London residential prices may pick up from 2016 trough

For the past 18 months, prices of residential properties in Central London have been relatively stable, and they are likely to recover from the last trough in 4Q2016, according to research by JLL. “[Residential property] prices will start to recover once ‘Brexit’ negotiations are successful. Property prices in prime central London, although down by about 15% to 20% from their last peak in 2015, will likely recover over the next five years,” says Regina Lim, head of research for Southeast Asia at JLL Singapore.
While the political backdrop remains fluid at the moment, record high levels of employment underline the resilience of the UK economy
London’s residential property markets have laboured under new additional stamp duties imposed since 2015, and market uncertainty has persisted since the Brexit referendum in 2016. Earlier this month, British politicians were given six more months to reach common ground regarding Brexit terms.
Assuming a reasonable Brexit occurs before the end of this year, JLL projects that prices of Central London residential developments will grow by 1.5% this year compared to 0.5% growth in Greater London and the entire UK. By 2021, the price growth forecast for Central London properties could reach 5%, more than the 4% projected for prime Central London properties and 3% for the UK residential market.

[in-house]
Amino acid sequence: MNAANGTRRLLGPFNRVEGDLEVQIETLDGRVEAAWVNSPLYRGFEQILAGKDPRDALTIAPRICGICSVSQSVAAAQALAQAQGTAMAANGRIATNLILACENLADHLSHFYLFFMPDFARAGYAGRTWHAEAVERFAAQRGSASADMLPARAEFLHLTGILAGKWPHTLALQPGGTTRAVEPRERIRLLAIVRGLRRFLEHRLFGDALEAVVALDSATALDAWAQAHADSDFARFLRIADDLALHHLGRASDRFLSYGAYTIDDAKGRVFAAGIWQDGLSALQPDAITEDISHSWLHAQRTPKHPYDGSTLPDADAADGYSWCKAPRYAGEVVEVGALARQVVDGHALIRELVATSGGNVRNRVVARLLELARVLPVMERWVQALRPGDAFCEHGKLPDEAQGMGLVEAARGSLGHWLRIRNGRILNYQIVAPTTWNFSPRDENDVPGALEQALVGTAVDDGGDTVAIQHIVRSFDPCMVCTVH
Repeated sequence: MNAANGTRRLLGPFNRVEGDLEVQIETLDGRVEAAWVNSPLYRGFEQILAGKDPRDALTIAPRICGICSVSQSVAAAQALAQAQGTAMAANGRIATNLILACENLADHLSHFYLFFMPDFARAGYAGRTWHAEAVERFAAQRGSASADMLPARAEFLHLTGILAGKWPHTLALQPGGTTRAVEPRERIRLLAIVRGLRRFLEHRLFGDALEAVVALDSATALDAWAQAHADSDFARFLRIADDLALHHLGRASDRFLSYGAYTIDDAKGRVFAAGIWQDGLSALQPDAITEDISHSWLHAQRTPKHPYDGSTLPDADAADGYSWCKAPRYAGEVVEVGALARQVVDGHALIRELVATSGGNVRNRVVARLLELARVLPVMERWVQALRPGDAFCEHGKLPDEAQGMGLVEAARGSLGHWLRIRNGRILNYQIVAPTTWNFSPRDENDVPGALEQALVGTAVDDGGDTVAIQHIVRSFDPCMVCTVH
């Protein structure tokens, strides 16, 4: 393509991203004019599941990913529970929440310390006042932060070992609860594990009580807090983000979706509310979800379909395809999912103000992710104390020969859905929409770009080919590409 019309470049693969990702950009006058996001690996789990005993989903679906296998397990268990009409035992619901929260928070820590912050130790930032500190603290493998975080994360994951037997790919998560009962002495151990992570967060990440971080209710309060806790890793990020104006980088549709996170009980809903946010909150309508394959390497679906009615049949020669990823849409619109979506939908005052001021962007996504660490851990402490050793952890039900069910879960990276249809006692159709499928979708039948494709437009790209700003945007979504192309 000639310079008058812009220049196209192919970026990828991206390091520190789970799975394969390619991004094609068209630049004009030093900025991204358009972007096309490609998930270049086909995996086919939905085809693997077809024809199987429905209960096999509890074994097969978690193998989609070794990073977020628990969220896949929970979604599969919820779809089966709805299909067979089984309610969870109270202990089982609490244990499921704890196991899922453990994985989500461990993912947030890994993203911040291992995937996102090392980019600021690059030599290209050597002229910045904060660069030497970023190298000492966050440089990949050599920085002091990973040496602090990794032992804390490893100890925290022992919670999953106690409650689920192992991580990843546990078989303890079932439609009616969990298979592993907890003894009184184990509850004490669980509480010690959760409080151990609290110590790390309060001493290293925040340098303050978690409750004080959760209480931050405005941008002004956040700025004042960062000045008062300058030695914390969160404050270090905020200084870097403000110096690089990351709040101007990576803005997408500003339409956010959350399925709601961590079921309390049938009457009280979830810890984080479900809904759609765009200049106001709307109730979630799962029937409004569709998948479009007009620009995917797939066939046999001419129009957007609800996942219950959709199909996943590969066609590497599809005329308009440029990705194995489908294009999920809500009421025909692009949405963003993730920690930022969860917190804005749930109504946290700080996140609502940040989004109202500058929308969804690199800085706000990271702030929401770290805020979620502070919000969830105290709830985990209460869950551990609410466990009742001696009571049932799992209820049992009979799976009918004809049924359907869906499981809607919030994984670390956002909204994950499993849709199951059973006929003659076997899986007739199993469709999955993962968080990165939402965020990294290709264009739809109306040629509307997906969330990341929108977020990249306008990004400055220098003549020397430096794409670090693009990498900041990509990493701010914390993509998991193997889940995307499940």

Any expected recovery of the global city’s residential property market will likely be supported by infrastructure projects like the upcoming Crossrail Line, officially called the Elizabeth Line. The £15.4 billion ($27 billion) Crossrail Line is currently Europe’s largest infrastructure project, and is expected to serve more than 200 million passengers annually.
The government predicts that more than 90,000 new homes will spring up along the route over the next three years. “Crossrail will improve the connectivity and ‘rentability’ of projects around its stations. Typically in the UK, rents don’t rise until after infrastructure is completed. Property investors seeking a source of long-term recurring income could buy a property now before prices have significantly risen, to benefit from the expected tenant demand over the next few years,” says Lim.
Other infrastructure projects include the £1 billion Northern Line extension that is expected to open in 2021. The government says it will help regenerate...